Question about 1985 Nissan 300ZX
The ecu is on the passenger side behind the kick panel, there is instructions on how to do a self diagnosis and code definitions listed on the ecu
Posted on May 17, 2017
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Posted on Jan 02, 2017
SOURCE: car wont start
Fuel delivery must be confirmed with a fuel pressure gauge on this vehicle. Disconnecting the fuel line and cranking the engine to see fuel shooting out does not confirm pressure, it only confirms fuel delivery. Remember you need both fuel delivery and pressure. On this vehicle if the psi is off by just one number that's enough to keep it from starting. Also replacing the coil and rotor (as you stated) does not confirm that spark is reaching the plugs. Confirm that both spark and adequate fuel pressure are reaching ALL the spark plugs.
Posted on Dec 28, 2008
SOURCE: 87 nissan starts then stalls
jdmbaker: There are a few areas I would suggest looking in.
First, I would be looking for a false air problem. This is a condition where you have un-metered air getting into the engine. A torn airflow meter boot, or large vacuum leak such as a split pcv hose.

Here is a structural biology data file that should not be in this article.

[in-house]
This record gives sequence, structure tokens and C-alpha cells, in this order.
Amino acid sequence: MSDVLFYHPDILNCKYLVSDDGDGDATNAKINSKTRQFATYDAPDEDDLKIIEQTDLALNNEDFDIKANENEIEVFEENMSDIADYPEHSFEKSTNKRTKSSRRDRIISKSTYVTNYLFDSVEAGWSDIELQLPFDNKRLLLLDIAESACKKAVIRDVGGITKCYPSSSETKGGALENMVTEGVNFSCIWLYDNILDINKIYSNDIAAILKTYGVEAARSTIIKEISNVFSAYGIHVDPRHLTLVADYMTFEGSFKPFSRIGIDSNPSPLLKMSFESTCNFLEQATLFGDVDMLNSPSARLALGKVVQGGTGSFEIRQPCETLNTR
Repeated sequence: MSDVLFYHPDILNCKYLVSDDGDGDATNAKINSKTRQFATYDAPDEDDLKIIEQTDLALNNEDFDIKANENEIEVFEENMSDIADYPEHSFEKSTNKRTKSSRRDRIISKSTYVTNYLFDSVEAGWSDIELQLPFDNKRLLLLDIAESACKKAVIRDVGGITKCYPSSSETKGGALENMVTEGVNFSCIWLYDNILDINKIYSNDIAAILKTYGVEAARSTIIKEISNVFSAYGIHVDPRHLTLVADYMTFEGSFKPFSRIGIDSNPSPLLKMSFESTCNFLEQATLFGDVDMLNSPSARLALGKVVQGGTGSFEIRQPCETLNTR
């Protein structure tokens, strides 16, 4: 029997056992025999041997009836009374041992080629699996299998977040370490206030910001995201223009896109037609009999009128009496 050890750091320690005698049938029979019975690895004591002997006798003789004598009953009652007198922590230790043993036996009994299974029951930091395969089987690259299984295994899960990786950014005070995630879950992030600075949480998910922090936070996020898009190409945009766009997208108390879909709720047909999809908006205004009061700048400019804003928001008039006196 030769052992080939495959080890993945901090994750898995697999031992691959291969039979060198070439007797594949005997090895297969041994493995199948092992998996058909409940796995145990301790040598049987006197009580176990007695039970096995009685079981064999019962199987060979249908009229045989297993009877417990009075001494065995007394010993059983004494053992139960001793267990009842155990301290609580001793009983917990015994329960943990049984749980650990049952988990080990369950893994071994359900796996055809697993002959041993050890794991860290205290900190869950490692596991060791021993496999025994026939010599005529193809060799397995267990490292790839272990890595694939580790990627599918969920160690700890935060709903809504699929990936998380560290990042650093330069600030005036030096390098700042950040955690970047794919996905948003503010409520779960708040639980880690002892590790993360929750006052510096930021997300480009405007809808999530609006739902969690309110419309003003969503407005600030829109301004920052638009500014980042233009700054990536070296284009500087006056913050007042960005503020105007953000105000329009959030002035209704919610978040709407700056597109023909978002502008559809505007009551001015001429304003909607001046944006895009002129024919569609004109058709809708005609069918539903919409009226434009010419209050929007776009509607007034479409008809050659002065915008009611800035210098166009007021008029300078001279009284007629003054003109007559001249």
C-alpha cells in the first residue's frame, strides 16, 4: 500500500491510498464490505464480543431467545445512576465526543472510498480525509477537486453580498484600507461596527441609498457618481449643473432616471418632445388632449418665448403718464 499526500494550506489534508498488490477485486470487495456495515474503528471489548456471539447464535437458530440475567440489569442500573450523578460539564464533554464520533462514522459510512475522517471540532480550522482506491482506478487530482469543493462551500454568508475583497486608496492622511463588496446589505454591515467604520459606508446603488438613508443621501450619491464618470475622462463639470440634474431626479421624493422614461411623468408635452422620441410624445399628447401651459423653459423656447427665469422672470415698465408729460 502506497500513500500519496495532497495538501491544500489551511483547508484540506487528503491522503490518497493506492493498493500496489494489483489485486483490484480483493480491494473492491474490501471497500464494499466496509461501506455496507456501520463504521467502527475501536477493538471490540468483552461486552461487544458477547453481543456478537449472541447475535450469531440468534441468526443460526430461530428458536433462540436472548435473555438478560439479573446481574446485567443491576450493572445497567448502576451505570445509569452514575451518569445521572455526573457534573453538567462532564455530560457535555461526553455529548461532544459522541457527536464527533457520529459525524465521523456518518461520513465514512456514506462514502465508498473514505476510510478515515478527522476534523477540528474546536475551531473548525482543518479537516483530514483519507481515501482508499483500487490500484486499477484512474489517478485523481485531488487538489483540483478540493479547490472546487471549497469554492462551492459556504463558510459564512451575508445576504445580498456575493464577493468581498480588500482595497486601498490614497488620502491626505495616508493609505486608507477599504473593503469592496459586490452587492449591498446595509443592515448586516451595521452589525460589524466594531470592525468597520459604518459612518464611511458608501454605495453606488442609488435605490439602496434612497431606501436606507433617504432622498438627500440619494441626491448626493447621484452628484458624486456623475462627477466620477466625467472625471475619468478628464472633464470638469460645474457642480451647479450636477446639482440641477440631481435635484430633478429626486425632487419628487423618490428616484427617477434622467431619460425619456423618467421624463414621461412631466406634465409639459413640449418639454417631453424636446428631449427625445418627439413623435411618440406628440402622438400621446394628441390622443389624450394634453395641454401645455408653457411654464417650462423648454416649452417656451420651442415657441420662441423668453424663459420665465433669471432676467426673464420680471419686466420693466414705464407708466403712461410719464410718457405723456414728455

Second, your injector pulse width is primarily dependent on the coolant temperature sensor. This component is located at the front of the motor just below the thermostat housing. The sensor gives the ECM resistance values based on the temperature of the coolant. If the sensor fails, usually, they have a tendency to create a lean condition. This shortens the pulse width of the injectors which essentially starves the engine for fuel. One way you can perform a quick test for a lean condition, is to pinch off the return hose for the fuel going to the tank. If you look at the fuel hoses, they run right next to each other. You have one which comes from the fuel filter. That is the feed line. Pinch the other hose. This will boost the fuel pressure causing more fuel to be sprayed out of the injectors.With the hose pinched, hit the throttle, if the engine will rev up, you persue the lean condition theory.
Third. Check for a weak spark. A severely worn cap and rotor or bad plug wires can cause a hesitation and stalling problem if they are bad enough.
Fourth. The air flow meter could be faulty. This is a very common symptom matching you description.
Odds are that one of these are the solution. Good luck and let me know how you do.
Posted on Jul 14, 2009
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